What Is a Waterfall Payment?

Waterfall payment structures require that higher-tiered creditors receive interest and principal payments, while the lower-tiered creditors receive principal payments after the higher-tiered creditors are paid back in full. Debtors typically structure these schemes into such tranches to prioritize the highest-principal loans first because they are also likely the most expensive.

Key Takeaways

  • Waterfall payment structures allow higher-tiered creditors to be paid principal and interest ahead of lower-tiered creditors.
  • Lower-tiered creditors are paid interest-only payments until the higher-tiered creditors are paid in full.   
  • Waterfall payments can be structured to pay off one loan at a time or pay all loans in a systematic fashion.

How a Waterfall Payment Works

Imagine a waterfall cascading down into vertically aligned buckets. The water represents money, and the buckets represent creditors. The water fills the first bucket first. The second bucket will fill only after the first is full. As water flows, more buckets are filled in the order in which they appear.

Typically, bucket sizes (size of debt) decrease as the water descends. This is likely because paying off large debts reduces the risk of insolvency and frees up cash for operations, capital expenditures, and investments.

For example, this type of plan works best for a company repaying more than one loan. Assume this company has three operating loans, each with different interest rates. The company makes principal and interest payments on the costliest loan and makes only interest payments on the remaining two. Once the most expensive loan is paid off, the company can make all interest and principal payments on the next, more expensive loan. The process continues until all loans are repaid.

Example of Waterfall Payments

To demonstrate how a waterfall payment scheme works, assume a company has taken loans from three creditors, Creditor A, Creditor B, and Creditor C. The scheme is structured so that Creditor A is the highest-tiered creditor while Creditor C is the lowest-tiered creditor. The arrangement for what the company owes each of the creditors is as follows:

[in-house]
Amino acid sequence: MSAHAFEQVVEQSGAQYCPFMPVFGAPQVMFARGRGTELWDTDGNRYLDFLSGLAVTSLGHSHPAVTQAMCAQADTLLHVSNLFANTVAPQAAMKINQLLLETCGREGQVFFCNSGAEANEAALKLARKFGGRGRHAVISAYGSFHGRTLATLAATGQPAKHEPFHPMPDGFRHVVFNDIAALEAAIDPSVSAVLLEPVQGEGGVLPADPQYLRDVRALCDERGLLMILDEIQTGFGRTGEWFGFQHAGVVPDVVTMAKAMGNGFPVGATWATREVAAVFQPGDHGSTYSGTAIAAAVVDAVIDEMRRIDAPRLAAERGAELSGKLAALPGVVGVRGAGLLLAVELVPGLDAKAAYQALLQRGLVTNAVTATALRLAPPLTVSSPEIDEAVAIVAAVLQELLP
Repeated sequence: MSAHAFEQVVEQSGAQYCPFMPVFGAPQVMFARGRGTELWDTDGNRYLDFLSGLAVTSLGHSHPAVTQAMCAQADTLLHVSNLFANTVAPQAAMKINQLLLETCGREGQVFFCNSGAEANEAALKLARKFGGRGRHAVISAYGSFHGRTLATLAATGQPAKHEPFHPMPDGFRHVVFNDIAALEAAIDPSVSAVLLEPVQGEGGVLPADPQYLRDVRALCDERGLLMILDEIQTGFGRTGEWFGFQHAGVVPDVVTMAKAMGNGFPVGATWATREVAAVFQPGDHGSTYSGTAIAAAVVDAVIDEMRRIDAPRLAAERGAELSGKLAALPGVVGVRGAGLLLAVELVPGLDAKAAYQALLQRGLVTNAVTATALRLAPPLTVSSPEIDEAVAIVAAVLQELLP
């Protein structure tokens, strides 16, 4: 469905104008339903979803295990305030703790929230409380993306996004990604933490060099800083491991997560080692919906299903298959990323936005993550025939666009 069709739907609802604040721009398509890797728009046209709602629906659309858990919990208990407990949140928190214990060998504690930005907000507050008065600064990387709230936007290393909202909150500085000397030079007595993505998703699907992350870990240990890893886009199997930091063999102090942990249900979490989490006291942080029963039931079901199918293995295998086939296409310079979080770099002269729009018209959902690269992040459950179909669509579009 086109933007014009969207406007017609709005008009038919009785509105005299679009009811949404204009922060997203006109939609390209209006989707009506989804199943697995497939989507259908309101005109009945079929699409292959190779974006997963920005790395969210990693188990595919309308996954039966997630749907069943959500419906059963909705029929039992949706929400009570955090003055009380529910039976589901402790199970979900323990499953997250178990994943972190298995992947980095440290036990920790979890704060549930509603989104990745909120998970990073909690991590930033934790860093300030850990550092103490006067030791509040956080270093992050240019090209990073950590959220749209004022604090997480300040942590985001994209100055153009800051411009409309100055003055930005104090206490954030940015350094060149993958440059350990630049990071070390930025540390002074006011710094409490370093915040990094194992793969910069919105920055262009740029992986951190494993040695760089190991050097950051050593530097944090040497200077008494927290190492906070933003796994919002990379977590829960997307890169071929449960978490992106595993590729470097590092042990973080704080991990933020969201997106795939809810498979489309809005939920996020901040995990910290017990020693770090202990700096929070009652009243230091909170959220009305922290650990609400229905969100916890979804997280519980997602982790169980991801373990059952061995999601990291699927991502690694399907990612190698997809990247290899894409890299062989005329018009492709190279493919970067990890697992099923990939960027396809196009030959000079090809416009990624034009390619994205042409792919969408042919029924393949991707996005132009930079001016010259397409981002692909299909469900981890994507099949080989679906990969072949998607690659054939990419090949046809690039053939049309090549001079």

• Creditor A is owed a total of $5 million in interest and $10 million in principal.
  • Creditor B is owed a total of $3 million in interest and $8 million in principal.
  • Creditor C is owed a total of $1 million in interest and $5 million in principal.

Assume in year one the company earns $17 million. It then pays off the entire $15 million owed to Creditor A, leaving it with $2 million to pay off further debts. Since the priority structure is still in place, this $2 million must be applied to Creditor B. Assume the company pays $1 million to Creditor B for interest and $1 million to Creditor B for the principal. The result after year one is as follows:

  • Creditor A is fully paid.
  • Creditor B is owed a total of $2 million in interest and $7 million in principal.
  • Creditor C is owed a total of $1 million in interest and $5 million in principal.

If in year two, the company earns $13 million, it could then pay off the remaining obligation to Creditor B and begin paying off Creditor C. The result after year two is as follows:

  • Creditor A is fully paid.
  • Creditor B is fully paid.
  • Creditor C is owed $2 million in principal.

This example was simplified to show the mechanics of a waterfall payment scheme. In reality, some waterfall schemes are structured so minimum interest payments are made to all tiers during each payment cycle.